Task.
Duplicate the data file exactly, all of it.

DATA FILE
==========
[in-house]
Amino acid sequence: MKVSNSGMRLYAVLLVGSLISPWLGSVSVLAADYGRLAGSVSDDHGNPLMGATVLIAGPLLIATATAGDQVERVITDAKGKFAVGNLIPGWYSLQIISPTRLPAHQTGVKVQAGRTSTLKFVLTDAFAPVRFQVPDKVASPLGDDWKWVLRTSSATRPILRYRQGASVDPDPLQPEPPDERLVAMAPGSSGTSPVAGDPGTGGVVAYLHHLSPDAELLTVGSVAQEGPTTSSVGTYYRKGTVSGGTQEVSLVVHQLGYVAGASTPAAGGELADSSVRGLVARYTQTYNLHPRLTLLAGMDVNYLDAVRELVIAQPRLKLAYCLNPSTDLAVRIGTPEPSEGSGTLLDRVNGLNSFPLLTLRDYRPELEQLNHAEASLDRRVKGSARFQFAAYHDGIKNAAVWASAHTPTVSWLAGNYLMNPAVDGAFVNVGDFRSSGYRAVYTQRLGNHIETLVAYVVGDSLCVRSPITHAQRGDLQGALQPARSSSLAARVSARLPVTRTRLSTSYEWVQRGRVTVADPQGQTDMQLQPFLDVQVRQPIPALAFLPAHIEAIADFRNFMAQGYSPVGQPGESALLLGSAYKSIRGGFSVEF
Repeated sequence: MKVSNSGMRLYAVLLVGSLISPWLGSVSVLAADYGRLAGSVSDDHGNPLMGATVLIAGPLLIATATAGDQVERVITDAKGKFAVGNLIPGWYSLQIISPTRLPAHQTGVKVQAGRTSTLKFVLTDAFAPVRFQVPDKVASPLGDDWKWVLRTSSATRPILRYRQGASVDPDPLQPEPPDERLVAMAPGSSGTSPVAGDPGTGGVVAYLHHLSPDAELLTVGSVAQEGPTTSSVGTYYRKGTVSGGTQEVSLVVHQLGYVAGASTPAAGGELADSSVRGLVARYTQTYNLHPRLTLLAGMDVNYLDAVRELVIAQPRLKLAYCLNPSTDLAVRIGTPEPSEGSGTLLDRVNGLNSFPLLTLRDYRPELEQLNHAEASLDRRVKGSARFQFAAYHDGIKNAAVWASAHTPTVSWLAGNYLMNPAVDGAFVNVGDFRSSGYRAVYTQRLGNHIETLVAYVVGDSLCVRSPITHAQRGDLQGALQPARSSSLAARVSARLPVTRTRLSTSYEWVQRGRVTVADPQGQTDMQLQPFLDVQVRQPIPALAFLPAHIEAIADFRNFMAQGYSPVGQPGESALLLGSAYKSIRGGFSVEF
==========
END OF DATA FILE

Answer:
[in-house]
Amino acid sequence: MKVSNSGMRLYAVLLVGSLISPWLGSVSVLAADYGRLAGSVSDDHGNPLMGATVLIAGPLLIATATAGDQVERVITDAKGKFAVGNLIPGWYSLQIISPTRLPAHQTGVKVQAGRTSTLKFVLTDAFAPVRFQVPDKVASPLGDDWKWVLRTSSATRPILRYRQGASVDPDPLQPEPPDERLVAMAPGSSGTSPVAGDPGTGGVVAYLHHLSPDAELLTVGSVAQEGPTTSSVGTYYRKGTVSGGTQEVSLVVHQLGYVAGASTPAAGGELADSSVRGLVARYTQTYNLHPRLTLLAGMDVNYLDAVRELVIAQPRLKLAYCLNPSTDLAVRIGTPEPSEGSGTLLDRVNGLNSFPLLTLRDYRPELEQLNHAEASLDRRVKGSARFQFAAYHDGIKNAAVWASAHTPTVSWLAGNYLMNPAVDGAFVNVGDFRSSGYRAVYTQRLGNHIETLVAYVVGDSLCVRSPITHAQRGDLQGALQPARSSSLAARVSARLPVTRTRLSTSYEWVQRGRVTVADPQGQTDMQLQPFLDVQVRQPIPALAFLPAHIEAIADFRNFMAQGYSPVGQPGESALLLGSAYKSIRGGFSVEF
Repeated sequence: MKVSNSGMRLYAVLLVGSLISPWLGSVSVLAADYGRLAGSVSDDHGNPLMGATVLIAGPLLIATATAGDQVERVITDAKGKFAVGNLIPGWYSLQIISPTRLPAHQTGVKVQAGRTSTLKFVLTDAFAPVRFQVPDKVASPLGDDWKWVLRTSSATRPILRYRQGASVDPDPLQPEPPDERLVAMAPGSSGTSPVAGDPGTGGVVAYLHHLSPDAELLTVGSVAQEGPTTSSVGTYYRKGTVSGGTQEVSLVVHQLGYVAGASTPAAGGELADSSVRGLVARYTQTYNLHPRLTLLAGMDVNYLDAVRELVIAQPRLKLAYCLNPSTDLAVRIGTPEPSEGSGTLLDRVNGLNSFPLLTLRDYRPELEQLNHAEASLDRRVKGSARFQFAAYHDGIKNAAVWASAHTPTVSWLAGNYLMNPAVDGAFVNVGDFRSSGYRAVYTQRLGNHIETLVAYVVGDSLCVRSPITHAQRGDLQGALQPARSSSLAARVSARLPVTRTRLSTSYEWVQRGRVTVADPQGQTDMQLQPFLDVQVRQPIPALAFLPAHIEAIADFRNFMAQGYSPVGQPGESALLLGSAYKSIRGGFSVEF